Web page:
Nor was there better basis for the charge that the weaver's premium was harder to earn with the reduced hours of labor, since the amount of output which entitled a weaver to the premium had been reduced in exactly the proportion of 56 to 54, so that the weaver would have the same chance under the new time schedule to earn the premium without increased effort.


In all countries wherein the textile industry is prominent, it is one in which the family.- husband, wife, and children, -are engaged in earning wages, rather than the head of the family alone. Experience shows that in such industries the earnings of the entire family are no higher than those of the family head in industries where only men are employed.

At the Ayer mill, which may be considered typical of the American Woolen Company's four plants, only two rates on the 54-hour basis were less than five dollars per week $4.52 and $4.92. Practically 7 per cent of the employees, chiefly bobbin and shop boys, received these wages. For the week ending January 6, 1912, when the mill ran full time, the average pay, including wages of engineers, bookkeepers, the mechanical department and the office force of 75 or 100, was $9.02. At the Arlington Mills none received less than five dollars a week, and at the Pacific only eighteen out of 5,200 employees got less than five dollars, four of these being learners and the others chiefly old men unable to do men's work.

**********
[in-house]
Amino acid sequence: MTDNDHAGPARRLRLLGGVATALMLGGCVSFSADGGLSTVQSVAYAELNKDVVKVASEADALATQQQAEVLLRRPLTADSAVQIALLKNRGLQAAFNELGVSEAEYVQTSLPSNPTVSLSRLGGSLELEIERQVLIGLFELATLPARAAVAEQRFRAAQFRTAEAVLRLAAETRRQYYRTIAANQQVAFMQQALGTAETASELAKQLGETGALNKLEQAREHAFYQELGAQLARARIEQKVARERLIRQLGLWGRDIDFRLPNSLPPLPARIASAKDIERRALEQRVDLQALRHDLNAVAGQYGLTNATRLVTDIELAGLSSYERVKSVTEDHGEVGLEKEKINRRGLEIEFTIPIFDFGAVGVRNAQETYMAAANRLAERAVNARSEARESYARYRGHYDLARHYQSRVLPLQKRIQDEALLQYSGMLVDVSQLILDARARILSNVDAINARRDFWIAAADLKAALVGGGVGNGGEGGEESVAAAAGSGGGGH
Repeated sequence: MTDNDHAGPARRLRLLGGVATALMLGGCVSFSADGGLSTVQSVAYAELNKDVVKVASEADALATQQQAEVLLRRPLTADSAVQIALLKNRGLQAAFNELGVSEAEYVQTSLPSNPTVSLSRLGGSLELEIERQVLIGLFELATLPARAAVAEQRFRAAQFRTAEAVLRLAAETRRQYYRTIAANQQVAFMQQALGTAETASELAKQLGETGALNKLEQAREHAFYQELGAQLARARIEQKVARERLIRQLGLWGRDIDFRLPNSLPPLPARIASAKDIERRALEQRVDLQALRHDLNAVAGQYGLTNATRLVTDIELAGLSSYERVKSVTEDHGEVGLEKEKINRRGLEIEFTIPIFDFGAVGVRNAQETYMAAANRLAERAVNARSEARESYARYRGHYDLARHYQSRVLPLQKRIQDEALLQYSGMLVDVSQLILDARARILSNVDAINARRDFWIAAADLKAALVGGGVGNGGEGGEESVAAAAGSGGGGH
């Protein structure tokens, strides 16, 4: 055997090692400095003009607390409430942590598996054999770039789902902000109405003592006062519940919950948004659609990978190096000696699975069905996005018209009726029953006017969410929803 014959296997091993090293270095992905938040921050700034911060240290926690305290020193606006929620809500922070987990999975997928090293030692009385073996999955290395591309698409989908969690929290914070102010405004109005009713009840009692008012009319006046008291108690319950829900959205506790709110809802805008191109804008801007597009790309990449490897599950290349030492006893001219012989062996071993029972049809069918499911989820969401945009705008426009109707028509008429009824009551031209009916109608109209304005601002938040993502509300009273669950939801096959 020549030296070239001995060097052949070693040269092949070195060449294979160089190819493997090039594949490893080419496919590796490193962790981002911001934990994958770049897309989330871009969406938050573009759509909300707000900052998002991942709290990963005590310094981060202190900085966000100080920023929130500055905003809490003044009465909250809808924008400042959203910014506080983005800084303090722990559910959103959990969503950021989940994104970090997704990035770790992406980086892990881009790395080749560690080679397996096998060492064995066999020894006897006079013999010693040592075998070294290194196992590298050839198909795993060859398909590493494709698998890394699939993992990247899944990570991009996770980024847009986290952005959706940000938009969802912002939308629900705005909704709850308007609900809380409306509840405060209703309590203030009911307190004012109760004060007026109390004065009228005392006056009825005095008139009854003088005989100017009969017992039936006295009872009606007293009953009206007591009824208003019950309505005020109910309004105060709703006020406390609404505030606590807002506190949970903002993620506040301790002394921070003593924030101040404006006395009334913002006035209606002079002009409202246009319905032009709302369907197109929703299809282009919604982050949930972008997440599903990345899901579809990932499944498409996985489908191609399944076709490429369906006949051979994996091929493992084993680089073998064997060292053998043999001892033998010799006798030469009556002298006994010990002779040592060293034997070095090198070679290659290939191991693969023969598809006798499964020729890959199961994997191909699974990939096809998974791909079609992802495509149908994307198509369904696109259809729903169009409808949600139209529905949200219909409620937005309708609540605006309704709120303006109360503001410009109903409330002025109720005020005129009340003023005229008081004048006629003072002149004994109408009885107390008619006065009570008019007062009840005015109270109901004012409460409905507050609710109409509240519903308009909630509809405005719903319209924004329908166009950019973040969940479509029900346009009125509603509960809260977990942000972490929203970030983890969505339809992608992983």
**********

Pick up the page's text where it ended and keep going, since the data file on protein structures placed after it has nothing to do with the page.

Figures published by President Wood showed that in 1911, on full time schedule of 56 hours, the average wage for yarn manufacture was $7.48, arid the lowest wage in that department $5.10, paid to minors or unskilled adults. For dressing, weaving, mending, dyeing, and picking, the usual range was from $7.91 to $12, the most highly-paid weavers earning from $18.35 to $21.36; and the dressers from $15.66 to $21.44. But average wage statements, which usually combine the skilled and unskilled, men and women, young and old, must be accepted with great caution, because to generalize from such figures will lead to erroneous conclusions. The average wage of $9.02 does not help the large number who get a smaller amount Nor can the pay envelopes showing small sums be accepted as conclusive evidence that the average wage was only six dollars a week, for it is not shown what work was performed, or that the holder of such an envelope worked a full week. Lipson, the weaver who testified before the House Committee on Rules, and who presumably was the best witness that could be produced, became so contradictory in his statements, which in turn were refuted by the Company's records, that he retired discredited and unworthy of belief. His average wage, he asserted, "is from nine to ten dollars a week," whereas the records of the Wood Worsted Mill showed that for the week after the 54-hour law took effect, he earned $14.38, and that from November 9, 1910, to January 10, 1912, inclusive, working five per cent less than the normal working time, or slightly less than 53 hours per week, his average earnings were $11.52. They also showed that thirteen out of a possible fifteen premiums had been paid him, and yet he had the hardihood again to take the stand and say, "It is not true," stoutly insisting that his average wage was, perhaps, "a few cents less than nine dollars."